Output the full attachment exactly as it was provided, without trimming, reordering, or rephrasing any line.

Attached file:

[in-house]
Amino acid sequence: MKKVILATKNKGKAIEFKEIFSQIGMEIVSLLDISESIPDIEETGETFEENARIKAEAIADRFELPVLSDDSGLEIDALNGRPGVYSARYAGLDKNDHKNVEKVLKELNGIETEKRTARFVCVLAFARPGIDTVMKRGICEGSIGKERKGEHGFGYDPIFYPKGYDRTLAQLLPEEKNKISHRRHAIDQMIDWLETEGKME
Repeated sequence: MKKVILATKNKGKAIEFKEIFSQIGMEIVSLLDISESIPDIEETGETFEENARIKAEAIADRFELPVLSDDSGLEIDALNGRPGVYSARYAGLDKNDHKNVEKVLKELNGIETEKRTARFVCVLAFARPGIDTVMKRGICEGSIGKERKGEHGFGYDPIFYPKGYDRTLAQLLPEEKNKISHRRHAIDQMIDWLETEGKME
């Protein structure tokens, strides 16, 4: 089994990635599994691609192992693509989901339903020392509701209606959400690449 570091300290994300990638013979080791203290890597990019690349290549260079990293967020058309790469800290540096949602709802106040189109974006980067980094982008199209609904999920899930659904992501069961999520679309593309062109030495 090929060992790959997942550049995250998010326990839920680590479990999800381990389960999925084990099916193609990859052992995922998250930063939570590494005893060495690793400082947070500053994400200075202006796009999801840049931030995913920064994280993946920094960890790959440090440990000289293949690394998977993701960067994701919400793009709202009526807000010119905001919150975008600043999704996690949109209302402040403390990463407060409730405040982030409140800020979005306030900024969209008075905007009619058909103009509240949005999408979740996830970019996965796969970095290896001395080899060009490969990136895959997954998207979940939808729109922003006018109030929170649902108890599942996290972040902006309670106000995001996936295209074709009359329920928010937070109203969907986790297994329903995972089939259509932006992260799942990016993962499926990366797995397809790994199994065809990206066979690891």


[in-house]
Amino acid sequence: MKKVILATKNKGKAIEFKEIFSQIGMEIVSLLDISESIPDIEETGETFEENARIKAEAIADRFELPVLSDDSGLEIDALNGRPGVYSARYAGLDKNDHKNVEKVLKELNGIETEKRTARFVCVLAFARPGIDTVMKRGICEGSIGKERKGEHGFGYDPIFYPKGYDRTLAQLLPEEKNKISHRRHAIDQMIDWLETEGKME
Repeated sequence: MKKVILATKNKGKAIEFKEIFSQIGMEIVSLLDISESIPDIEETGETFEENARIKAEAIADRFELPVLSDDSGLEIDALNGRPGVYSARYAGLDKNDHKNVEKVLKELNGIETEKRTARFVCVLAFARPGIDTVMKRGICEGSIGKERKGEHGFGYDPIFYPKGYDRTLAQLLPEEKNKISHRRHAIDQMIDWLETEGKME
């Protein structure tokens, strides 16, 4: 089994990635599994691609192992693509989901339903020392509701209606959400690449 570091300290994300990638013979080791203290890597990019690349290549260079990293967020058309790469800290540096949602709802106040189109974006980067980094982008199209609904999920899930659904992501069961999520679309593309062109030495 090929060992790959997942550049995250998010326990839920680590479990999800381990389960999925084990099916193609990859052992995922998250930063939570590494005893060495690793400082947070500053994400200075202006796009999801840049931030995913920064994280993946920094960890790959440090440990000289293949690394998977993701960067994701919400793009709202009526807000010119905001919150975008600043999704996690949109209302402040403390990463407060409730405040982030409140800020979005306030900024969209008075905007009619058909103009509240949005999408979740996830970019996965796969970095290896001395080899060009490969990136895959997954998207979940939808729109922003006018109030929170649902108890599942996290972040902006309670106000995001996936295209074709009359329920928010937070109203969907986790297994329903995972089939259509932006992260799942990016993962499926990366797995397809790994199994065809990206066979690891």